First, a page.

Lord Sewel is caught on camera allegedly taking drugs with prostitutes, bringing the House of Lords into disrepute. Greece’s economy receives another emergency jolt of fiscal electricity to its heart. Westminster reveals newly defined laws to tackle extremist behaviour. The number of displaced people in the world reaches never-before-seen levels.
It has been a busy month or so in the press, to say the least. All of which could make you question whether we’re really ever going to see the arrival of media silly season; an annual period of time wherein public relations professionals usually have a field day selling-in stories on behalf of their clients.
Loosely coinciding with the beginning of the school summer break, this hallowed part of the calendar can be explained as follows. Parliament is in recess, and papers and websites are even more understaffed than normal as reporters look to escape the newsroom for a holiday. The result being plenty of pages to fill, less resources to research articles, and fewer ‘hard’ stories from the government.
Or that’s how it should work.
Clearly, then, 2015 is looking a little different, with the tirade of serious news looking like it might not let up for the duration of this year. Which means one thing for PRs and brands- they need to work doubly hard to ensure their stories stand a chance of making it into the press. Far from the easiest task, nevertheless it’s not impossible either. Here are our top tips on creating stories that should do the job nicely….
*Anniversaries always provide a strong angle; Expertsources.co.uk has a comprehensive, month-by-month list of global event anniversaries that can provide great inspiration for branded stories.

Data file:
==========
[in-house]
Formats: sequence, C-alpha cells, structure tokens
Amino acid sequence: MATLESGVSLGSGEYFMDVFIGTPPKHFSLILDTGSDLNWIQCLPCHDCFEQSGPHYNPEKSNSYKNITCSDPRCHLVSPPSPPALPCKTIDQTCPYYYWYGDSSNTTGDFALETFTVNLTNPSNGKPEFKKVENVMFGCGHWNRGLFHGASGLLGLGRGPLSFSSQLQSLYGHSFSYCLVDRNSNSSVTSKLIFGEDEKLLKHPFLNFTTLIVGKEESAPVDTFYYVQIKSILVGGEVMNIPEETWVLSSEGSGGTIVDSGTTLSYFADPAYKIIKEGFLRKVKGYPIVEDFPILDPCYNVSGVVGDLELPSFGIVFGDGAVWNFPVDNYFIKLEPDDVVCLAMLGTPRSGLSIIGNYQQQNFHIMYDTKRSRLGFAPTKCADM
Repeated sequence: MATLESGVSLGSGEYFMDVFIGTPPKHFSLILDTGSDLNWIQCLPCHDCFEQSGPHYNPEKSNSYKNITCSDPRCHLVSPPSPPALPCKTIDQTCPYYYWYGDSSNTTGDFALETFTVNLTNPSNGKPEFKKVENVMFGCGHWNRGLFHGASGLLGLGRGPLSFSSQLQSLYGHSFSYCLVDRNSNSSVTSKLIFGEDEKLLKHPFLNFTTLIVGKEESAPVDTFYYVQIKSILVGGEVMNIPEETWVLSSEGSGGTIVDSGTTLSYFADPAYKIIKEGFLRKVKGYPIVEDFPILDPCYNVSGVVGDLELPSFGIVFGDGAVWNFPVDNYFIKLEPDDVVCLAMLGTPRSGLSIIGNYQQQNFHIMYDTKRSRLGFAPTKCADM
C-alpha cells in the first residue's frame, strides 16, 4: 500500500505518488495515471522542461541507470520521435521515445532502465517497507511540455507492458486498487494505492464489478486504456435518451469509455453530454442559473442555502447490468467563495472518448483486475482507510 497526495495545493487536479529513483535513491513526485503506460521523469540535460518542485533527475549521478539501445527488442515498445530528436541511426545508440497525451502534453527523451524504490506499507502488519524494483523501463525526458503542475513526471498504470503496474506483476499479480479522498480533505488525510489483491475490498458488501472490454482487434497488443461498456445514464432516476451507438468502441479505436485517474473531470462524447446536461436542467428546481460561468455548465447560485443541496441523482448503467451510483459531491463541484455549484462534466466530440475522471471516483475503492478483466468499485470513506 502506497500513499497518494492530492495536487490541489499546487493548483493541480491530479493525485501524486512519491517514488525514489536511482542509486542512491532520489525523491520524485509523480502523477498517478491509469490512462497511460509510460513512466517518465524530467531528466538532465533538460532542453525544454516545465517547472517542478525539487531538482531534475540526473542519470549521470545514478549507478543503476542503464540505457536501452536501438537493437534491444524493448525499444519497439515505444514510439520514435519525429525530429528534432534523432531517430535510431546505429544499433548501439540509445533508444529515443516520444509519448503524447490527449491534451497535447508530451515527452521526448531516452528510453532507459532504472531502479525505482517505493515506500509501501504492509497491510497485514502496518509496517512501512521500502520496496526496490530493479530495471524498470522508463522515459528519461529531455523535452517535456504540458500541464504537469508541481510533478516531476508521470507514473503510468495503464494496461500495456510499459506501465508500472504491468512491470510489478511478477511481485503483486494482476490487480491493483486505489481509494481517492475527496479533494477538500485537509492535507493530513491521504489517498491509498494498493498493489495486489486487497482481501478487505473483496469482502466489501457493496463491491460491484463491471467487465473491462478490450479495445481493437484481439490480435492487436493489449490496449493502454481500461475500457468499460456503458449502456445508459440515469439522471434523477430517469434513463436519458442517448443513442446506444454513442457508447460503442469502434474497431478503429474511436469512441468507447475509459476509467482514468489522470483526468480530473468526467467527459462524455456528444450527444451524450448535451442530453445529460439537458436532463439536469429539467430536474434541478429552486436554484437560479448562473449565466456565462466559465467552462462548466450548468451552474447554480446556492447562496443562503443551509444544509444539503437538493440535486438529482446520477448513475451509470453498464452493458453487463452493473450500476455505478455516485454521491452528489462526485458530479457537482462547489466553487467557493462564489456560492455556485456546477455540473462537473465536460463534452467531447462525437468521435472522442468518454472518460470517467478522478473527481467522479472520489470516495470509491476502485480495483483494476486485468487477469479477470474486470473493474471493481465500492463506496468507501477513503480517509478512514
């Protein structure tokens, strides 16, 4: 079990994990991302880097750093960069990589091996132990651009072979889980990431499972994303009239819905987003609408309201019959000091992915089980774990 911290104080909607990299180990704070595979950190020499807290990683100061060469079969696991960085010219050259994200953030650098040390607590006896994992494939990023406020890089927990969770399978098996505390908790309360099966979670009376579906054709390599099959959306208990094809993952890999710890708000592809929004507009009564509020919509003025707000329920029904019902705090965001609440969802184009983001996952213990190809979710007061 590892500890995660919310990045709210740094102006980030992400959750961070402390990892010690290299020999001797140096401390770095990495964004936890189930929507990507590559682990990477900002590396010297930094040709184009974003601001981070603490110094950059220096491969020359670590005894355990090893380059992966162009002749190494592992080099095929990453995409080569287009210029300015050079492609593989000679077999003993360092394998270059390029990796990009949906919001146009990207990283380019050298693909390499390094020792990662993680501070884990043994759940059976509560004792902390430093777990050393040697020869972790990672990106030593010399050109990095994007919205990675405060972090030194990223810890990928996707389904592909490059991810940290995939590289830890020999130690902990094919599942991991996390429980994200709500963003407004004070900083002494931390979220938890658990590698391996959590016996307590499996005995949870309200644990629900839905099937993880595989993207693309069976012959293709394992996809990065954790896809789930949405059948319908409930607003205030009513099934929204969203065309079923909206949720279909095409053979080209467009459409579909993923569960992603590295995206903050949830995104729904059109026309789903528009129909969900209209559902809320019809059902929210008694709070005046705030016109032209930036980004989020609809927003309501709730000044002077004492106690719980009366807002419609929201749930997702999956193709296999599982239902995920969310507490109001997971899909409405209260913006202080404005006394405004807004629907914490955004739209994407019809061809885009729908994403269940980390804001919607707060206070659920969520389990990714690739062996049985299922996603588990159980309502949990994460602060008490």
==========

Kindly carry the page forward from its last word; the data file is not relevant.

*Seasonal statistics and studies; how can your exploit surveys relating to the current season? Online surveys are easy to create, offer efficient result-gathering options, and can easily be linked to products in your portfolio.
*Linking-in with upcoming events; brand partnerships, fringe events and unofficial gestures of support can be a particularly good idea at this time of year given the sheer number of events scheduled in the calendar.
*Jumping on stories as they break; let’s face it, media silly season is- at least in part- defined by journalists struggling for stories. If you can add authority to a story that has some ‘legs’ for follow up pieces, then voice them.
*Think visually; particularly in the land of magazines, the phrase ‘no image no story’ always rings true. A great picture can tell a thousand words, or at least fill the space where 500 would normally sit, so consider what images you have to offer.
*Equally, for online add video to the mix. It’s part of the newsroom agenda to hit their quotas of video content (to help earn them much needed revenue) so try and supply some short, not-too branded content from vox pops to relevant talking heads
*It’s all about entertainment; Silly season’s focus is on light news stories, as such it’s important to focus on entertainment value. Not only will this attract press attention, it increases the share-ability of the resulting coverage. Which brings us to…
*Be social; With news one of the most common types of content to appear on social media news feeds, it’s vital that you hit these channels with real zeal right now- you have more chance of getting seen when there are less flying about.